The Walt Disney Company was founded in 1923 by Walt Disney and his brother Roy Disney. It was originally called Disney Brothers Cartoon Studios and started out with cartoon animations and short films. They have expanded into theme parks, movies (cartoon and live-action), television shows (Disney Channel), books, and so much more. The most recognizable character that is associated with the company is Mickey Mouse, who was first introduced in the cartoon Steamboat Willie in 1928. Since then they have made numerous movies, television shows, and expanded their theme parks in the United States from coast to coast: California to Florida. Disney also has theme parks in Paris, Shanghai, Hong Kong, and Tokyo. There are also different experiences and travel destinations with the Aulani Resort in Hawaii and the Disney Cruise Line. The Walt Disney Company is continuing to grow as they acquire other companies and are able to offer an even wider variety of products and experiences with guests of all ages.
Disney has expanded their parks into many different countries, and to do this they have to have some type of global business-to-business strategy to make sure their parks are tailored to the people that currently live there, and could potentially be customers. Disney’s first international park was Tokyo Disneyland in Japan, which opened in 1976. In the case, The Walt Disney Company: Mickey Mouse Visits Shanghai, the author said “DIS (Disney) structured TDL (Tokyo Disneyland) as a lower-risk partnership with Japanese Corporation Oriental Land Co., Ltd., whereby DIS earned royalties for licensing its intellectual property and designing the park but retained zero ownership of the venture.” Disney thought they had missed out on regaining profitability from not having financial ownership of the land surrounding the theme park. “TDL added $40 million to DIS’s profit in its first year.” Nonetheless, this park had brought them huge amounts of profit that would eventually grow over the years as it became more popular to locals and tourists, which is largely due to their partnership that was able to help them from the start.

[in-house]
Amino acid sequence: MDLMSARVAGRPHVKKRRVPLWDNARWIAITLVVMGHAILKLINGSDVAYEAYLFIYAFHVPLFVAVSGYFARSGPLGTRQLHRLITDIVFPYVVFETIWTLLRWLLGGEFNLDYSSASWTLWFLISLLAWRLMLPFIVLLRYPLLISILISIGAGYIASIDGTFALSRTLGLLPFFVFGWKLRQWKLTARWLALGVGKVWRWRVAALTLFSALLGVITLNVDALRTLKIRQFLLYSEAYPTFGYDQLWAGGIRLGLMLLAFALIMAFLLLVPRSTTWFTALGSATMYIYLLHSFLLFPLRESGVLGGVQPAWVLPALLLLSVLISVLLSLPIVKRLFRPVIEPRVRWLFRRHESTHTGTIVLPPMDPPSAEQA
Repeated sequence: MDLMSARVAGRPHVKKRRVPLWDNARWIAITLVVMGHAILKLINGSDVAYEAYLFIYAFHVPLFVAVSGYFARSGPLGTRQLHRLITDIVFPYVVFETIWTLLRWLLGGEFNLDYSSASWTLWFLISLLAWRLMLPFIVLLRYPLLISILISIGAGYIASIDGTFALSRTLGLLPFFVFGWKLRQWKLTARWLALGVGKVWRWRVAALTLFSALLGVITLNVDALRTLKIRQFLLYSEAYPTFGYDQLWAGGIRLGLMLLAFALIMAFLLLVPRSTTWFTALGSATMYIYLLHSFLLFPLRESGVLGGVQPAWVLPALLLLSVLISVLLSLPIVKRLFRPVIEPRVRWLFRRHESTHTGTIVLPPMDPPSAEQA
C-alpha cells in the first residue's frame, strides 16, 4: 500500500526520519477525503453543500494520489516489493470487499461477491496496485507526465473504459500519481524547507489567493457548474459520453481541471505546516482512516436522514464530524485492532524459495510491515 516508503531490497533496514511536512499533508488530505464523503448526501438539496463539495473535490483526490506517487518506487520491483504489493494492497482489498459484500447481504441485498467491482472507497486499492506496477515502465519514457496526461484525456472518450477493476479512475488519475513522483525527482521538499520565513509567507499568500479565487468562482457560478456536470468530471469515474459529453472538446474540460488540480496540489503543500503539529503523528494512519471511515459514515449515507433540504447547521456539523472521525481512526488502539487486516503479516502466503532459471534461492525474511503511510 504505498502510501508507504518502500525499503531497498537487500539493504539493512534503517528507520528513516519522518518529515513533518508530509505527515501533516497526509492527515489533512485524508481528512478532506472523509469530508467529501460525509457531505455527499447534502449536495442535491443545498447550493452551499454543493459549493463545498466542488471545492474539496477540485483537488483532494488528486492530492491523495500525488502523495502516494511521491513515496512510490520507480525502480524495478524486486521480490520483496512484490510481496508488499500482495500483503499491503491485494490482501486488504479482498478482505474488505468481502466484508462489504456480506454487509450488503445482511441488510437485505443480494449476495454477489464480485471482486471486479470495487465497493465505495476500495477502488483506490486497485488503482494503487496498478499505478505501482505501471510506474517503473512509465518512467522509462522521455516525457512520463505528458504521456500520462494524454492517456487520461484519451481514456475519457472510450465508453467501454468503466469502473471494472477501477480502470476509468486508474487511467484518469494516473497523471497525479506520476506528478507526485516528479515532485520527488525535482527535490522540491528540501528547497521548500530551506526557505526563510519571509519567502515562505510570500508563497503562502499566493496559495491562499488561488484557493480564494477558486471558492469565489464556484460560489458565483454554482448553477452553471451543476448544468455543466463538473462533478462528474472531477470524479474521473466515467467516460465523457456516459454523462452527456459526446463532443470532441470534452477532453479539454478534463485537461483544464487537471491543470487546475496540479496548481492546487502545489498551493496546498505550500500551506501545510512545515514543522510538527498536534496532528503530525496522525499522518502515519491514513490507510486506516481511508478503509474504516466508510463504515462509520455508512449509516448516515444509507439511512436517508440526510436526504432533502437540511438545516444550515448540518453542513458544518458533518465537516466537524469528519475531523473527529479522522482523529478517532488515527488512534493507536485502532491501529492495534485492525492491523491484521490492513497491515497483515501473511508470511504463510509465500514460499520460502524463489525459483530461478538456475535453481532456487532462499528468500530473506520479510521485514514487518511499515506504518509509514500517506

The next venture for Disney was Euro Disneyland, which is now known as Disneyland Paris. The search team looked at many different sites, and were searching for specific details to take into consideration before settling on a site. The French government offered Disney many attractive deals that made it hard to turn down including a low acreage price and a reduced tax rate on ticket sales. According to the case, “[t]he official deal was approved on July 11, 1986 and the government gave Disney a $960 million, 20-year loan at a 7.85% interest rate and help secure $1.6 billion in floating-rate loans from a group of 45 banks, $1 billion in loans from Caisse des Dépôts, and $400 million from special partnerships to facilitate buying real estate and leasing it back. The French government would also provide $400 million for water, electricity, telephone, and other services.” This became Disney’s best partnership to start off their journey through the development phases of Euro Disneyland. The French Government was willing to give Disney aid through financial resources because they knew that the theme park opening would decrease the high rate of unemployment since it was projected that 10,000 or more jobs were going to be created.